League Two Form Guide
Question of the Week
Do you support Cleethorpes Town?
In Search of the Goalless Draw
By: Andrew Doherty
"DID you go last Saturday?" asked the friendly gentleman in the club shop when I popped in the other day for some seasonal purchases.
He looked at me incredulously when I confirmed that I had been to the MK Dons fiasco. I can understand the thinking. Many have stopped going.
The rest of us are bordering on insanity or worse. But things are different now. The big AB is back in the managerial chair. Some people may not approve but many, myself among them, do. AB = organisation, structure, discipline and survival. Thatâ€™s the formula. Itâ€™s going to take a bit of time but I believe that whilst some weaknesses, notably in defence, are glaring, the raw talent is there. There is cause for positiveness. My daughter Revisâ€™s take on all this when I put this to her was "at least the crowd can use their breath for shouting at the referee instead of complaining about the manager".
Todayâ€™s game against Northampton could almost be seen as a distraction from the main event, a work out for AB to assess his troops and formulate a master plan. AB wonâ€™t see it that way. And neither should we. All this optimism is lost on my children Merlin and Revis, who have become accustomed to the rancid smell of defeat and are fully anticipating the usual feast of suffering. Theyâ€™re too young to recall the glory years. I recall the Northampton play-off final in 1998. Children now in their late teens will be embittered and twisted like the rest of us, but then it was different. They were overheard to be regarding Wembley as a regular venue for our Mariners. It was the age of innocence.
Apart from that momentous day, which I recall was fraught with tension, my only other experience of Northampton Town was a visit in the late 80s to the three-sided County Ground, where we sat in a temporary stand and watched our heroes lose 2 - 1. These days they play at the Sixfields Stadium - how many fields do you need to play dire football? - and thatâ€™s where weâ€™re going today for this FA Cup Round 1 fixture.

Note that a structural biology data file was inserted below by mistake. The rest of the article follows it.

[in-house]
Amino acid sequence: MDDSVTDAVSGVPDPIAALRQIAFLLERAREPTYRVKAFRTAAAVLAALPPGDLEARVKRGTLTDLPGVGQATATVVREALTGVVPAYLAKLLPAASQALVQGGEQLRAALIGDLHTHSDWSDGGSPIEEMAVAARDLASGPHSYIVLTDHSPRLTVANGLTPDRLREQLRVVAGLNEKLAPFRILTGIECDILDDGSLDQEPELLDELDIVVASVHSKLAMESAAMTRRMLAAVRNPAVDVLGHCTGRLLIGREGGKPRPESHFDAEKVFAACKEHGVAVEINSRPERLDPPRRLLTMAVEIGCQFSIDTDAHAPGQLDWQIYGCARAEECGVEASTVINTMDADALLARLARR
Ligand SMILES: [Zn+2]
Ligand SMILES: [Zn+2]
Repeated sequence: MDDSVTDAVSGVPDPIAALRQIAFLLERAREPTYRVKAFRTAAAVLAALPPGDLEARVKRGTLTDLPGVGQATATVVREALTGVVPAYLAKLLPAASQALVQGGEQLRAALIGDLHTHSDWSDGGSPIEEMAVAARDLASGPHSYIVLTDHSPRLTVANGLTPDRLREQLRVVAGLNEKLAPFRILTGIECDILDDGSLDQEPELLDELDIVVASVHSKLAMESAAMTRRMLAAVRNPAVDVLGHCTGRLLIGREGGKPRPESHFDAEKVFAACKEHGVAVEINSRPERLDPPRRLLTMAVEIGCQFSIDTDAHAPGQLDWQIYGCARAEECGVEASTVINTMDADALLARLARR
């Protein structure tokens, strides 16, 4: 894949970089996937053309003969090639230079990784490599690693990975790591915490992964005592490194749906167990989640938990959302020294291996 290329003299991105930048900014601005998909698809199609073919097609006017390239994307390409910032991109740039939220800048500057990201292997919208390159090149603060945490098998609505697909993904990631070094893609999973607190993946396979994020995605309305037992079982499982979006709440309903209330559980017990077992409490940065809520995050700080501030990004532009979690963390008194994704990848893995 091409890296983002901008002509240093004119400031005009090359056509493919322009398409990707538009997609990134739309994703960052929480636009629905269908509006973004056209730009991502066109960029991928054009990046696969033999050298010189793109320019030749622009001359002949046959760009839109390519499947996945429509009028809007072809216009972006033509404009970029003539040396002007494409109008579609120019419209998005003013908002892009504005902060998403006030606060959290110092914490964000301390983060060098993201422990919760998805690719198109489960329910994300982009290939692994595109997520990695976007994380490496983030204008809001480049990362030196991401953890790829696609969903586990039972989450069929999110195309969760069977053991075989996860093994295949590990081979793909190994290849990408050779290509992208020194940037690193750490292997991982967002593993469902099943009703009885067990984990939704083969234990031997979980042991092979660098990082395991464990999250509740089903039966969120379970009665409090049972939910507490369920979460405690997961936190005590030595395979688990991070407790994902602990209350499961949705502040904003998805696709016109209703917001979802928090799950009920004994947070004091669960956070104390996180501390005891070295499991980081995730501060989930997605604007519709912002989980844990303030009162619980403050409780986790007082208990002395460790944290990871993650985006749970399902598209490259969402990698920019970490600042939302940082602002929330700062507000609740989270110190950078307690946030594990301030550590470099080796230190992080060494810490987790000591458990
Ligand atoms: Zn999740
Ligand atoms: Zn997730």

We arrived in good time. It was blowing a gale and cold. "Why are we freezing to death to watch Grimsby lose again?" asked Revis. A man handed us each a plastic bag - were they expecting us to be sick? Revis explained to her out of touch father that they were, when inflated, "bang sticks", which you hit together when your team scores. "Weâ€™re not going to have much use for them, then", observed Merlin, who got the job of inflating them.
We met up with Swanny and saw the bus arrive with the team. Revis considered this to be the equivalent of watching paint dry. You can pick up signs though. The team looked much happier and more confident than they had at Swindon a couple of weeks back. Bringing up the rear was the man himself, AB. We wished him well.
Swanny and I had a chat about the old days and other stuff. A vicar walked by, resplendent in black and white, to conduct pre-match prayers for the Northampton faithful. "Have things got that bad?" asked Gary.
We entered the ground after going to the "pay point", which I guess is the modern sanitised version of a ticket office. I paid money for the three of us, indeed rather a lot of it, and the man gave me tickets, which amounts to the same thing. At this point I couldnâ€™t get out of my mind something that Garyâ€™s mate Mick had told me while waiting for the team bus. I mentioned that Iâ€™d not been to the Sixfields Stadium before. Mick issued a dire warning: "Last time we were here, people had cuts and bruises and were covered in blood". I donâ€™t remember that one, even as an avid Ceefax spectator. Was anyone sent off? Mick explained he was talking about the crowd. The seats were so narrow and had nails stuck out of them, resulting in mass injury every time people got out of their seat". The best we can hope for is a 0 - 0 draw" added Mick, "thereâ€™s less chance of injury". This is the Northampton Sixfields Experience.
As we took our place in the Seats of Mass Destruction, people filed by unenthusiastically on the hill above the ground, all coming to join us for the communal suffering. "No more excuses" proclaimed an advertising board to our right.
Excuses for what, I wondered.
It was 2.55. I observed to Swanny that there werenâ€™t many people there. I speculated that maybe these DVT-friendly seats meant that there were more people in the hospital than in the ground. "The Cobblers Ward" suggested Swanny. There was plenty of noise around us as the new manager was being saluted. The game was about to start. The team had a refreshing air of youth about it, with Danny North up front and Nick Hegarty out on the flank. This was not the tired old team we were used to.
The report continues in Part 2.
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